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To commemorate the death last week of hard-hitting journalist Mike Wallace, I would like to recall his controversial 1957 interview with a frail 78-year old Margaret Sanger, as described in the Margaret Sanger Papers Project Newsletter, # 38, Winter 2004/5, in an article by our associate editor, Peter C. Engelman. The 39 year-old Wallace invited Sanger to appear on his ABC program, Mike Wallace Interview on June 3, 1957, but she was reluctant to be interviewed because she had heard “things” about the program. She finally agreed to appear, when Wallace cancelled the program, bowing to the demand of his sponsor, Philip Morris, which was being pressured by the Catholic Church. Angered by these threats and Wallace’s response, Sanger reacted by tentatively scheduling an interview with a Wallace’s old show Night Beat. Wallace responded by quickly signing Sanger to a contract for the interview.

“Good evening,” Wallace began his live program at 10pm on Saturday night, September 21, 1957, opposite the formidable Western program,Gunsmoke, “what you’re about to witness is an unrehearsed, uncensored interview on the issue of Birth Control. It will be a free discussion of an adult topic, the topic that we feel merits public examination. My name is Mike Wallace, the cigarette is Philip Morris.” On a bare, darkened set with cigarette smoke curling, sat Wallace under one spotlight, as he introduced Margaret Sanger, sitting opposite under another spotlight, as as a crusader who opened the first birth control clinic, went to jail eight times, suffered long separations from her children, a break-up of her first marriage, and “constant harrowing social abuse” for her allegiance to the cause of birth control.

Sanger looked all of her 78 years, the poor lighting and smoky haze accentuating her withered appearance. Weakened by heart problems over the past decade and a host of other ailments, Sanger also seemed uncomfortable, fidgety, unsure where to look at times. But the interview started off well. She handled Wallace’s first question, about the origins of her crusade, with relative ease. “I saw women,,” she told him, “who asked to have some means whereby they wouldn’t have to have another pregnancy too early, after the last child, the last abortion, which many of them had. Certainly there are numerous things […] that really made you feel that you had to do something.” She cited her mother’s premature death after bearing eleven children as a motivating force.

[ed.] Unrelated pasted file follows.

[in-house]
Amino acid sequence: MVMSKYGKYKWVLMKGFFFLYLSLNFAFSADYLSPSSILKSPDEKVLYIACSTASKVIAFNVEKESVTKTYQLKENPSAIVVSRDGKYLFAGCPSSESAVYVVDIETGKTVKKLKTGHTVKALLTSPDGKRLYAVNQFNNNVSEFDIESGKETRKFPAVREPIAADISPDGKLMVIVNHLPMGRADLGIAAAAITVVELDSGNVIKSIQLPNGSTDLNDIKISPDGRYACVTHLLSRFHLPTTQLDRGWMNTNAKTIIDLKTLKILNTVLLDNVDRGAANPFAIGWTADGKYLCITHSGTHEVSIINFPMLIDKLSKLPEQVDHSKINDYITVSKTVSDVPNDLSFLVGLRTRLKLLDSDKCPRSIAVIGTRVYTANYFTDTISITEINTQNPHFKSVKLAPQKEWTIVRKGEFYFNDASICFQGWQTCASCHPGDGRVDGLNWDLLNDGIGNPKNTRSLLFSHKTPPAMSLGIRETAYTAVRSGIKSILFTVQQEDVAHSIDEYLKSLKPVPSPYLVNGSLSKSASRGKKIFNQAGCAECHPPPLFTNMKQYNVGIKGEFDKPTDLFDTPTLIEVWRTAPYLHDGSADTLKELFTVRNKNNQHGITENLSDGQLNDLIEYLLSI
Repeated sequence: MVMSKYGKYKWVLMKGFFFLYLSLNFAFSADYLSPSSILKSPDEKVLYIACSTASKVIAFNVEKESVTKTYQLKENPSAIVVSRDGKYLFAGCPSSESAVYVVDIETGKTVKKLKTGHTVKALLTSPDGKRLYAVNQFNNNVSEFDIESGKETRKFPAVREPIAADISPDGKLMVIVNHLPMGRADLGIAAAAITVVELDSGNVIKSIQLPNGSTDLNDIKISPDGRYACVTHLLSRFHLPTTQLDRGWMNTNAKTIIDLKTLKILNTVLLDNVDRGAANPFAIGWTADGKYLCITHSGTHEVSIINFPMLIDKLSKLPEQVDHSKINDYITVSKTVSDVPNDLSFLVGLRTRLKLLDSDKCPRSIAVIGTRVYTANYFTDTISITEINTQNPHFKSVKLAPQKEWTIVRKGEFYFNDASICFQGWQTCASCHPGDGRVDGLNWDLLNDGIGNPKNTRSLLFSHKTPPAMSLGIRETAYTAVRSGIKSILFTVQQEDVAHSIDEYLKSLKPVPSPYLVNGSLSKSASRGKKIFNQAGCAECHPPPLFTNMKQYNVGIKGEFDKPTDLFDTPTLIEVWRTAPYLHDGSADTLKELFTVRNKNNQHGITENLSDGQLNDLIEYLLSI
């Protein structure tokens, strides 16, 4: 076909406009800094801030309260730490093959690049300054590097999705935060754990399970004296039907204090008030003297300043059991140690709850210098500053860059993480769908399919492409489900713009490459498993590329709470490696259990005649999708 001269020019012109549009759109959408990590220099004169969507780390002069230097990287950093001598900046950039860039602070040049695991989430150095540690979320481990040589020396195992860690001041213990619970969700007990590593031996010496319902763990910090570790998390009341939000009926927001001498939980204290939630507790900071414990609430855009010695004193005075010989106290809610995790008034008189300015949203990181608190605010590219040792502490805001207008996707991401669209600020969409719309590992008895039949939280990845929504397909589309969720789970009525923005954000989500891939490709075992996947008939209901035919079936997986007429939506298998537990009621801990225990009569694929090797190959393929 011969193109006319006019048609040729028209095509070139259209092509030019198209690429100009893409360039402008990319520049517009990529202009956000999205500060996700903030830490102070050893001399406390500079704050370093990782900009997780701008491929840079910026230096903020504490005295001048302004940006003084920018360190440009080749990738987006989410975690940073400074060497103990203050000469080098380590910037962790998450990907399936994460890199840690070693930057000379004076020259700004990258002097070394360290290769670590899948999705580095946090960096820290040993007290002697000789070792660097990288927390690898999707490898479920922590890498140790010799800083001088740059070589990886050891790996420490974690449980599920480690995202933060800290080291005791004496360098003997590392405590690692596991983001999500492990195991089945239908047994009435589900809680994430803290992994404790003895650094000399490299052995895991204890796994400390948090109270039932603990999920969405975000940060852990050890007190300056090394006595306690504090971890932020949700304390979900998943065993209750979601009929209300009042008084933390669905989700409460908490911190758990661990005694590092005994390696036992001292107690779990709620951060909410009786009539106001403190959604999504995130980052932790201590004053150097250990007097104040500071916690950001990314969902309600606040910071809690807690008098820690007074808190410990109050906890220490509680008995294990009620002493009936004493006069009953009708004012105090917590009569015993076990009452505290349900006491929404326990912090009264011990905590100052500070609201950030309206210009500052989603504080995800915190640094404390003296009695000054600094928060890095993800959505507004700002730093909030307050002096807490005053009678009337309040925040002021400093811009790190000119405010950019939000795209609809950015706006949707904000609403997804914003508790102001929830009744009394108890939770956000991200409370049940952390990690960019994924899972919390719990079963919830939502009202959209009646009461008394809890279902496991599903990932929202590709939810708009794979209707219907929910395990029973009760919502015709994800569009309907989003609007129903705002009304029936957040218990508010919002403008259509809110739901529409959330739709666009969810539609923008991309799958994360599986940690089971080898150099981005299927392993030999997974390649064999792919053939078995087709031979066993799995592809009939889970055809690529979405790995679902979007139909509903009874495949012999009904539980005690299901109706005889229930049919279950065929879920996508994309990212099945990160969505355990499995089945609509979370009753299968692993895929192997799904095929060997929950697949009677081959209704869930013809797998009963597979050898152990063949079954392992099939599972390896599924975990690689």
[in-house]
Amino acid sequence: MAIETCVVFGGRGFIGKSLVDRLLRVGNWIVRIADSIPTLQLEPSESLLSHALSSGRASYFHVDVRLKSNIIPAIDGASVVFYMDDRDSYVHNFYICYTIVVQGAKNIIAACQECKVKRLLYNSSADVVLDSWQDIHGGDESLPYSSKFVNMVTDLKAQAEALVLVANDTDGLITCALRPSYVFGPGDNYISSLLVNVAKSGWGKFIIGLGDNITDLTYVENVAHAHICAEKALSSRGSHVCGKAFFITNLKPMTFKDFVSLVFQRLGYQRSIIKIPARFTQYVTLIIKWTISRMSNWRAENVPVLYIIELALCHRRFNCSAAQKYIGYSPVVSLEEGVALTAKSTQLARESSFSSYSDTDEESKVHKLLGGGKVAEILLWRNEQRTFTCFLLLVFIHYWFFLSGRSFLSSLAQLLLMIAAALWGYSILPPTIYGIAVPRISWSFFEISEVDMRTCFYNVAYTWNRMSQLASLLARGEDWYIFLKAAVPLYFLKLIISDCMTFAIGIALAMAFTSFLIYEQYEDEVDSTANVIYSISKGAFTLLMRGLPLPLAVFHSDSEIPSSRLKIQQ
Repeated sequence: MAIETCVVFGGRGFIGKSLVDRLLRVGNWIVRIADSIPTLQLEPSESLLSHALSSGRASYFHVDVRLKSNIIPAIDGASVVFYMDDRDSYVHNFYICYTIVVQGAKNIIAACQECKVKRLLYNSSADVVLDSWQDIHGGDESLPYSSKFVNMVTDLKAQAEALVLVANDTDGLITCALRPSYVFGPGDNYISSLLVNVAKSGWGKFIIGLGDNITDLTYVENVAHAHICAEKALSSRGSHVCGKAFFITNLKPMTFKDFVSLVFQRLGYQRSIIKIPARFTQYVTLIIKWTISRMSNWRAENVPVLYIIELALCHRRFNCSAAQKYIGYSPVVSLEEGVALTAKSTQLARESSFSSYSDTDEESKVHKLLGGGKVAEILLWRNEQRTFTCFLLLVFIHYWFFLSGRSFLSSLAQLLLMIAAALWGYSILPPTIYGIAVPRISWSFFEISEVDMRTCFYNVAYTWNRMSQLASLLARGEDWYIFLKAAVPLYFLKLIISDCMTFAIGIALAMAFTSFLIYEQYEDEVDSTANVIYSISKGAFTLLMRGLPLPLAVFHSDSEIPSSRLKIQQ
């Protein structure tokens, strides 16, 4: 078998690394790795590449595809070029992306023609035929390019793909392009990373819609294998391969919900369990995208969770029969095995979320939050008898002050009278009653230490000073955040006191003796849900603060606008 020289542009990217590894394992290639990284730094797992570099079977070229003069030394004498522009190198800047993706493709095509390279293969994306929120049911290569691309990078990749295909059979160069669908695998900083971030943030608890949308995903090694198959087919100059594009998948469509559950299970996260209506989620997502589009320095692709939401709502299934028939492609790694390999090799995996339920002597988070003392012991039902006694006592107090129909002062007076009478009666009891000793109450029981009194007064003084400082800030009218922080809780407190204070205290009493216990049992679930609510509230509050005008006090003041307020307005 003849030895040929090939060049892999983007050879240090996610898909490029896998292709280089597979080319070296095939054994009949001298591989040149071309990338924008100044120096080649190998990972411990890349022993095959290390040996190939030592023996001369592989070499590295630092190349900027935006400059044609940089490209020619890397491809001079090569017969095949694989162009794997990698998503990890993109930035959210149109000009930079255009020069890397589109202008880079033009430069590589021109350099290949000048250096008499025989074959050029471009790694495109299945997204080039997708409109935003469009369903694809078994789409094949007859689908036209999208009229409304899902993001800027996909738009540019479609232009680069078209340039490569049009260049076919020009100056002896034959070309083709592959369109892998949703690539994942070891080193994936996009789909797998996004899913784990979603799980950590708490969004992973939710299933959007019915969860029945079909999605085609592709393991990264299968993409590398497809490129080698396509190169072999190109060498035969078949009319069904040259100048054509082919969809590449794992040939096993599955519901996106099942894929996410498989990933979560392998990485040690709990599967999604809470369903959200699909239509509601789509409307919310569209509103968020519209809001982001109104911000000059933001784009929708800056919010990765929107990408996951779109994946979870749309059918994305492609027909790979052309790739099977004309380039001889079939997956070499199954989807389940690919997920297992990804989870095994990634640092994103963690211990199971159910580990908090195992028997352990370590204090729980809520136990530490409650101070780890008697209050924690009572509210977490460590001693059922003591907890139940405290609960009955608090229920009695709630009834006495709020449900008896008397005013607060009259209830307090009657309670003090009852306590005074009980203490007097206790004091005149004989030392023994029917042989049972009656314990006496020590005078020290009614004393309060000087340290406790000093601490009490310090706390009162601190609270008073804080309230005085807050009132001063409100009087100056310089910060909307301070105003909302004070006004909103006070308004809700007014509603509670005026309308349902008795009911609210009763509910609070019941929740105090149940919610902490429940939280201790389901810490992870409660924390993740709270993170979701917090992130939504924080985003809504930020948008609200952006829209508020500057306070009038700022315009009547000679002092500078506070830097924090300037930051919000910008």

Wallace, sounding at times more like an interrogator than an interviewer, suggested that maybe Sanger was “driven emotionally toward the birth control movement because of antagonism toward the church” stemming from her troubled upbringing with a Catholic mother and atheist father.

She responded: “No I don’t think I had anything of the kind in mind–I was–I was what I would call a born humanitarian. I don’t like to see people suffer, I don’t like to see cruelty even to this day and in nursing you see a great deal of cruelty and unnecessary suffering. At that time, there was no opposition as far as the church was concerned, any church. It was mainly the law, Federal Laws and State Laws, that one had to–to think of. The church was not in my mind at all.”

On the issue of population control, however, Sanger seemed to have trouble hearing Wallace’s questions and began stumbling over her words, beginning a thought but not having a clear sense of where she was taking it. When Wallace turned again to the Catholic Church, Sanger regained some of her old vigor. Wallace asked her to comment on the official position of the Catholic Church on birth control-–that any contraception is used “unethically and unnaturally” since “the immediate purpose and primary end of marriage is the begetting of children.”

SANGER: “It’s very wrong, it’s not normal-–it’s-–it has a wrong attitude towards marriage, toward love, toward the normal relationships between men and women.”

WALLACE: “Well the natural law they say is that first of all the primary function of sex in marriage is to beget children. You don’t disagree with that?”

SANGER: “I disagree with that a hundred percent.”

When Wallace asked Sanger what she thought the Church’s motive was in forbidding birth control, Sanger refused to give an answer.

WALLACE: “Have you heard it said, that the reason that the Church is against birth control is because they want more Catholics?”

SANGER: “I’ve read it.”

WALLACE: “Do you believe it?”

SANGER: “Yes. If you read their papers at Boston, that that’s what had happened in Boston in Massachusetts. They had simply outbred the Protestants and they–they-–in Boston in Massachusetts they had control. I read that in their own papers.”

The interview then began to disintegrate as Sanger grew flustered over Wallace’s successful reduction of the topic to a personal debate between Sanger and the Church. She now looked for traps and unfounded accusations, and sounded defensive and unsure of herself. She had prepared some index cards with possible answers to some of his questions, but never referred to them.